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February 18, 2011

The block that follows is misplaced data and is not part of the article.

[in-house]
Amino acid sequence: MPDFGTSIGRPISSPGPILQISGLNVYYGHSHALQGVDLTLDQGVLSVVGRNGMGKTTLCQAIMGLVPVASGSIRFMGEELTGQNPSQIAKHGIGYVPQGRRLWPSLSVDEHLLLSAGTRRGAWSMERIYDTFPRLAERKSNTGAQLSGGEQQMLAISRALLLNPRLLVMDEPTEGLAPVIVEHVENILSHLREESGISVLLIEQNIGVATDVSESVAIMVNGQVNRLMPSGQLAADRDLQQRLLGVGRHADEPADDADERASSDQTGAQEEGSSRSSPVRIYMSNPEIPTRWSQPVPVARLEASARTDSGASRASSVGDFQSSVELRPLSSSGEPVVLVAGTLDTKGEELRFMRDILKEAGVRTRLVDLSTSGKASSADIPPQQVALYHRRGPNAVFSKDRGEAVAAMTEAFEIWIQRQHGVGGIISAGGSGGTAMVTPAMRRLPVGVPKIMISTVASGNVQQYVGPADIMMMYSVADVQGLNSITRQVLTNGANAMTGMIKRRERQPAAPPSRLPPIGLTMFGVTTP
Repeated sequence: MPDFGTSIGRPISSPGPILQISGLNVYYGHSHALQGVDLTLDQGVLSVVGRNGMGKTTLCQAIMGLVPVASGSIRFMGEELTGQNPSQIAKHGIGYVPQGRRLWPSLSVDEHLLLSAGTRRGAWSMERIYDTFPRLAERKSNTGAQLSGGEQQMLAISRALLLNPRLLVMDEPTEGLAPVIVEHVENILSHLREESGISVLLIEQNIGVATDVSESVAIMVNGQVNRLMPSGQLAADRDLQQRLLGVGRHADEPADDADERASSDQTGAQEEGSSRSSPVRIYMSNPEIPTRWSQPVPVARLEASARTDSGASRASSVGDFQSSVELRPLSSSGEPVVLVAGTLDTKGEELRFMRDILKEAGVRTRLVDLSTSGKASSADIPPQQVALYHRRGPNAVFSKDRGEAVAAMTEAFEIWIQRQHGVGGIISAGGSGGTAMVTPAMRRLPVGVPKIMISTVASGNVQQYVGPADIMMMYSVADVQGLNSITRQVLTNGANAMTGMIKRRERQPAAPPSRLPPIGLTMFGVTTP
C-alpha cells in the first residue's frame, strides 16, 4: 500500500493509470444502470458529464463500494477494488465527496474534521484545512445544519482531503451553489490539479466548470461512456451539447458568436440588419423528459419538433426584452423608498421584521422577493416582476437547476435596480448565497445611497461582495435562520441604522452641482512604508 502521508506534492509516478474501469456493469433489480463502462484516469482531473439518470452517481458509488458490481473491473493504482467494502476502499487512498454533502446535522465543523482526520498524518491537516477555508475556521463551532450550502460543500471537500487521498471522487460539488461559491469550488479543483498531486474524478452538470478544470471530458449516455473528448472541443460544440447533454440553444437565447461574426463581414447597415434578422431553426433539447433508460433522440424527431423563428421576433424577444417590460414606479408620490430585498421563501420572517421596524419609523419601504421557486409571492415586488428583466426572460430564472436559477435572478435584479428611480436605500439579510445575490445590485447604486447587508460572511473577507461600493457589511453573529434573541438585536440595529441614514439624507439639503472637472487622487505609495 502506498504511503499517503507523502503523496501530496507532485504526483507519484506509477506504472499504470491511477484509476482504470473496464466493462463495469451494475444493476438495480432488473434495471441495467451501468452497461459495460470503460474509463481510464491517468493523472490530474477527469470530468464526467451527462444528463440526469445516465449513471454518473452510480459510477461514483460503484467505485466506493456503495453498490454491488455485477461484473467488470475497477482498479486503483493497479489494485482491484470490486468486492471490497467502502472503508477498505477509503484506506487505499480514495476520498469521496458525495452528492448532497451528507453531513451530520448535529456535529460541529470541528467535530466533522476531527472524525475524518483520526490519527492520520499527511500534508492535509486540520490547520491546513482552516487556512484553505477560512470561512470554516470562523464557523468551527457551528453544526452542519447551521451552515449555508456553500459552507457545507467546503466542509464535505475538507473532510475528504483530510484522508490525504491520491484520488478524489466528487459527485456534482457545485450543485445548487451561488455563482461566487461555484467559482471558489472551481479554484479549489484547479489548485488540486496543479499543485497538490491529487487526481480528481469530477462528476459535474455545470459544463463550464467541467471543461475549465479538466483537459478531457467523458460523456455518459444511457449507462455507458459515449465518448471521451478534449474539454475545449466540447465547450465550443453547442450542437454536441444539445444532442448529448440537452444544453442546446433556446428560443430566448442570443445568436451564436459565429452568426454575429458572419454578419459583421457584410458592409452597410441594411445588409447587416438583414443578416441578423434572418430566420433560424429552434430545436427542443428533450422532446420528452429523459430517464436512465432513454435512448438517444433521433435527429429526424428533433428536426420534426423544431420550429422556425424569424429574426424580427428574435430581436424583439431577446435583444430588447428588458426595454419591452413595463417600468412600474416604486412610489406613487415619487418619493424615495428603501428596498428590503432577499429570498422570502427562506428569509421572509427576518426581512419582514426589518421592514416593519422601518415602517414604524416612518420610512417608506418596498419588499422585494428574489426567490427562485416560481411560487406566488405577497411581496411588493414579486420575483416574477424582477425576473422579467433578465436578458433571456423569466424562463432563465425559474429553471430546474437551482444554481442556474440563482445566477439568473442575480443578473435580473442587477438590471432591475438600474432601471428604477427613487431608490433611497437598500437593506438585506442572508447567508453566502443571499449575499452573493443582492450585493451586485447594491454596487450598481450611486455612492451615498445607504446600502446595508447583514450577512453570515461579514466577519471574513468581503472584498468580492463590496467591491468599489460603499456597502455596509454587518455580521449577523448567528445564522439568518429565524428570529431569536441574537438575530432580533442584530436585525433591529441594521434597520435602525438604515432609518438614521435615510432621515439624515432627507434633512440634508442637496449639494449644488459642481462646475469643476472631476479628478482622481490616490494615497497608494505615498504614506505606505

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PAGE 22A Harman From page 1A Harman's departure, which will come in a few weeks but was made official Jan. 8, sig- naled the precarious position of the Democratic Party's center. Harman is in the Blue Dog caucus, representing the party's more conservative wing. The caucus was gut- ted in the last election when Republicans, in a winning strategy, targeted Democrats in conservative districts. Democrats are now lean- ing further left, and the new Republican majority in the House of Representatives has not shown much interest in bi- partisanship, leaving the Blue Dog rump--used to being the much-valued bridge between the parties--in the cold. One signal of the dirfiinishment of conservative Democrats was the announcement last week that the Democratic Leader- ship Council, the centristbody that once was a powerhouse in the party, is closing down due to a lack of interest. Harman, who is married to Newsweek owner and philan- thropist Sidney Harman, was a leadership council member. Harman's more conserva- tive tendencies have been apparent in fiscal'and foreign policy. On social issues-- abortion, gay rights and women's rights--she has been an unabashed liberal, scoring high marks from the National Council of Jewish Women. In 1998, Harman interrupt- ed her congressional career, launched six years earlier, to run for California governor as the self-described "best Re- publican" among Democrats, pledging a balanced budget. She IQst to Gray Davis and returned to Congress in 2000. In that setting, her hard- line reputation was made in foreign policy. She backed the Iraq war, and as the ranking Democrat on the House Intel- ligence Committee, backed the expanded eavesdropping powers used by the Bush administration. Alberto Gon- zales, the attorney general in 2004, asked Harman t o make the case to The New York Times against revealing the program; she tried and failed. Harman is beloved by the pro-Israel lobby and is a sure-bet appearance at the American Israel PublicAffairs Committee's annual policy conference. Her departure earned an unusually effusive statement of regret from AIPAC director Howard Kohr. "As a'strong advocate for joint U.S.-Israeli Home- land Security cooperation, both nations are now better equipped to keep their citizens and borders secure," Kohr said in a statement to JTA. "Her expertise in intelligence, national security and foreign policy has enabled her to make a significant and meaningful contribution toward ensur- ing that America stands with Israel in its quest for peace and security." He credited Harman with being instrumental in ensur- ing that Israel received an- nual security assistance and funding for missile defense systems. It was that AIPAC-intel- ligence nexus that involved Harman in a scandal-that- wasn't in April 2009, when her support for expanded eavesdropping powers came back to bite her. Intelligence officials leaked to the media a taped 2005 con- versation between Harman and what they described as an "Israeli agent." The "agent" asked Harman to intervene in the case of two former AIPAC staffers who had been charged with handling classified in- formation. Harman agreed to "waddle" into the matter, "if you think it will make a difference," accord- ing to the reports. The "agent" then said he would advocate on her behalf to keep Harman in her spot as the top Democrat on the Intelligence Committee. Harman said, "This con- versation doesn't exist" and hung up. Nothing in the conversa- tion had showed Harman agreeing to such a quid" pro quo, and her last sentence-- with nary a goodbye--could be read either as a plea to keep the chat secret or an angry sign-off fueled by the recognition that the "agent" was trying to co-opt her. There was never any evi- dence that Harman had intervened in the process. Harman was outraged that her calls had been taped and demanded the full release of the tape, She spoke to JTA at the time in an interview that encapsulated her image as a tough talker. "I used the word 'outrage' twice in my letter, which I wrote this morning stand- ing in my kitchen drinking cappuccino," Harman said. "Three anonymous sources, former national security officials, are selectively leak- ing portions of an alleged intercept about which I knew nothing." Justice Department of- ficials emphasized that Hat- HERITAGE FLORIDA JEWISH NEWS, FEBRUARY 18, 2011 man was not under scrutiny, and a development in the government case against the AIPAC officials just a week or so later cast the leaks in a light that did not flatter the leakers: The government dropped the case for lack of evidence, and the "scandal '' seemed like a desperate last-ditch bid to kee, l the case alive. What no one denied is that Haim Saban, the Israeli- American entertainment magnate who is also a major AIPAC donor, lobbied then- House Speaker Nancy Pelosi in 2006 to keep Harman on the . committee. The Democrats won control of the House that year. Had Harman stayed, she would have achieved a career pinnacle: chairwoman of one of the House's most powerful. and secretive committees. Pelosi, however, insisted on moving Harman off the com- mittee according to rules that Pelosi had helped set when she was ranking Democrat on the committee in the 1990s: Pelosi was adamant that an extended stay on the committee could lead to members becoming co -opted by the intelligence community. That, as it happened, was not an issue for Harman. While she was beloved by the intelligence community for advocating for expanded eavesdropping powers and increased funding, she was not afraid to make waves. Harman earnedthe enmity of Porter Goss, the former committee chairman who became CIA director, first by making clear her opposition to "enhanced" interrogation techniques, and then by linking Goss' associates to a bribe-taking scandal. (Some analysts said Goss, seeking revenge, seemed to be behind the AIPAC leaks.) Harman's willingness to put friends in the hot seat was evident as well in her dealings with Israel. The WikiLeaks trove of State Department cables leaked late last year showed Harman giving Prime Min- ister Benjamin Netanyahu a hard time in a 2009 meeting over his two signature issues: settlement expansion and ac- celerating confrontation with Iran. Harman also agreed to sponsor the first confer- ence, in 2009,.of J Street, the "pro-peace, pro-Israel" lobby that arose in part to counter AIPAC's influence. Harman' pro-Israel pos- ture, however, led to two pri- mary challenges from Marcy Winograd, a Jewish activist who advocates a single Israeli- Palestinian state. Harman easily defeated Winograd in 2008 and 2010. Unrest From page 1A ting for assessing the current focus and outlook of Israel's political and security elite. As Israel watches andwaits to see how things in Cairo will shake out, the conference served as an opportunity to speculate about the future and mourn the possible passing of an era of stability along Israel's southern border with Egypt. The changes in Egypt and the possible ripple effect they pose for the rest of the Arab world prompted many to ar- gue for Israel to redouble its efforts on securing a peace deal with the Palestinians. "Our region is moving very fast to the next war, and the only way to stabilize events in Tunisia and Egypt is to find stability by having an interim peace agreement," said Shaul Mofaz, a former defense min- ister and chief of staff who is now part of the opposition. "We need to rebuild trust between both sides.!' Israeli President Shimon Peres made a similar plea in his opening remarks at the conference. "The recent dramatic events raise the need to rid the Israeli-Palestinian con- flict from the agenda," he said. "The conflict is being used by all sides for fhe worse. The peace process is crucial for our neighbors,not just for us." Yet in an indication of the deteriorating relations between Israel and the Pales- tinian Authority, none of the Palestinians who were invited to the conference agreed to come. PA President Mahmoud Abbas was among the speak- ers last year. Israel'sprime ministerusu- ally speaks at the conference, along with other top Israeli officials and diplomats and security experts from around the world. But this year, nei- ther the prime minister nor any senior Cabinet ministers delivered speeches--perhaps a reflection of, the radio silence Prime Minister Benjamin Netanyahu at first demanded after news of the budding revolution in Egypt broke last month. The conference at times felt like something of an unofficial shiva for president Hosni Mubarak's Egypt--not a warm and fuzzy ally, but most important for the Israeli security community, a reliably stable one. The lingering standoff in Egypt between anti-govern- ment protesters and Mubarak is a source of added concern for the Israelis. Security ex- perts said that the longer the uncertainty lasted, the more likely it would be followed by radicalism. "The longer President Mubarak stays, the more it endaflgers an orderly transi- tion and the more Vice Presi- dent Omar Suleiman and the army are tainted by the street, and the more this goes on the more Egypt is in free fall," said Salman Shaikh, director of the Brookings Doha Center in Qatar. Shaikh was joined by Egyp- tian and Jordanian colleagues during a session on the Arab street and its effects on re- gional stability. There was also much dis- cussion of the long listofbrew- ing regional concerns--the looming threat of a nuclear Iran, Hezbollah's growing po- litical influence in Lebanon, Islamicization in Turkey--not to mention the possible im- pact of the events on Egypt on peacemaking with the Palestinians. "Who will come to power and push the Palestinians towards concessions with Israel?" asked Yakov Amidor, a retired Israeli general who- held senior roles in military intelligence. "Things have changed for the worse, not the better." Amidor said that weapons smuggling into Gaza had in- creased since the start of the unrest in Egypt, and Hamas in the long run would be strengthened by a new regime in Cairo. Most analysts who spoke at the conference agreed that the prospect of the Mus- lim Brotherhood--Egypt's version of Hamas--seizing control in Egypt was slim. But the consensus was that whatever government comes to power next in Cairo would be less amenable to Israeli and American interests than the current one. In a marked departure from the tone of anxiety and concern coming from most of Israeli officialdom, Peres portrayed a less threatening picture of the revolt in Egypt, calling ita spontaneous upris- ingbyyoath"wearing T-shirts and jeans.,' The prote'ts, he said, were "not organized by an army, a religion or political parties," but byyoung Egyptians using the Internet. "You can lock the doors, but the Internet opens the win- dows," said Peres, who called the unrest a "social rebellion rather than a political one." NATO Secretary General Anders Fogh Rasmussen sounded a more ominous " note. Speaking at the confer- ence, he said the persistence of the Israeli-Palestinian conflict contributes to the overall sense of instability in the Middle East and urged the sides to take action. "We do not have all the time in the world," Rasmus- sen said. "There is a new dynamic in the region. We must seize the opportunity to build on it." There's no place like Have you ever wondered how the Wizard of Oz seemed to know everythff? Well, the secret's out and it's You can find everything from student loans to government auctions and government benefits to, well, almost anything. So go to the official source of federal and state government information. It can make you as all-knowing as the Wizard of Oz. USA.9ov 1 (800) FED-INFO A pb:c servic i'qsstge lom the U.S Grer31 'J-r'eice Alil:staiCl: Egypt From page 2A popular or awinning electoral platform to say, "Let's cause trouble with Israel." Finally, the Muslim Brotherhood is not a radi- cal organization. It doesn't have a military wing, it doesn't really espouse vio- lence (there's a whole debate about acts of resistance under occupation, but that's not relevant here). The Brotherhood's position before this, years ago, was that Camp David woUld be put to a referendum of the Egyptian people--that was the official position of an opposition movement with no power to implement it. More recently, the Broth- erhood has said it would uphold all international treaties. So those concerns are completely off the mark. However, there are some things that would have to be thought about or renegot'i- ated. The sale of natural gas to Israel is complicated, for example, and for several an- alyticall different reasons. The primary reason is the price ofgas: Many Egyptians would be willing to sell gas to Israel if they believed they were se'lling gas at interna- tional prices, as opposed to in an opaque, murky economic transaction that people seem to be left in the dark about--where no one really knows what the arrangements really are and the assumption, for good reason, is that the sale of gas is at below-market prices. Then there are issues having to do with Gaza. I think if you asked my grandmother, she'd say, "Look, we shouldn't be sending missiles into Gaza, but diapers and hospital equipment? Yeah, that's fine." That's very different than the situation now, in which the border seems to be at the whim of the Egyp- tian government, and does not reflect the widespread opinion of the Egyptian people. But that's also not to arm Hamas--and that's for all kinds of reasons! There are more Egyptians who have been killed as a result of terrorism than Israelis. Tourism is one of the four major sources of revenue for Egypt, and Sinai is crucial for that: If Gaza and Sinai became a warzone, that would be disastrous. It's also a national security issue! If the Muslim Brother- hood is not going to imple- ment a radical agenda, why is it so popular--why isn't the most popular opposi- tion group something more secular? Over the last 30 years, the most popular opposition movements throughout the Arab world, from Morocco andAlgeria right up to Saudi Arabia, have been Islamist. So the reasons have some- thing to do with Egyptian domestic politics, but also with regional politics; as well as, some people would argue, an increasing reli- gious dimension of politics globally, whether it's the rise of Hindu nationalism in India, religious extrem- ism in Israel, or right-wing evangelical types in the United States. Groups like the Muslim Brotherhood do better un- der authoritarian systems. And actually, that should really give someone some hope, right? That under a democracy, the secular and liberal parties would be able to get theia, ideas out? A longer version of this interview originally ap- peared in Tablet, "A New Read on Jewish Life," at Re- printed with permission.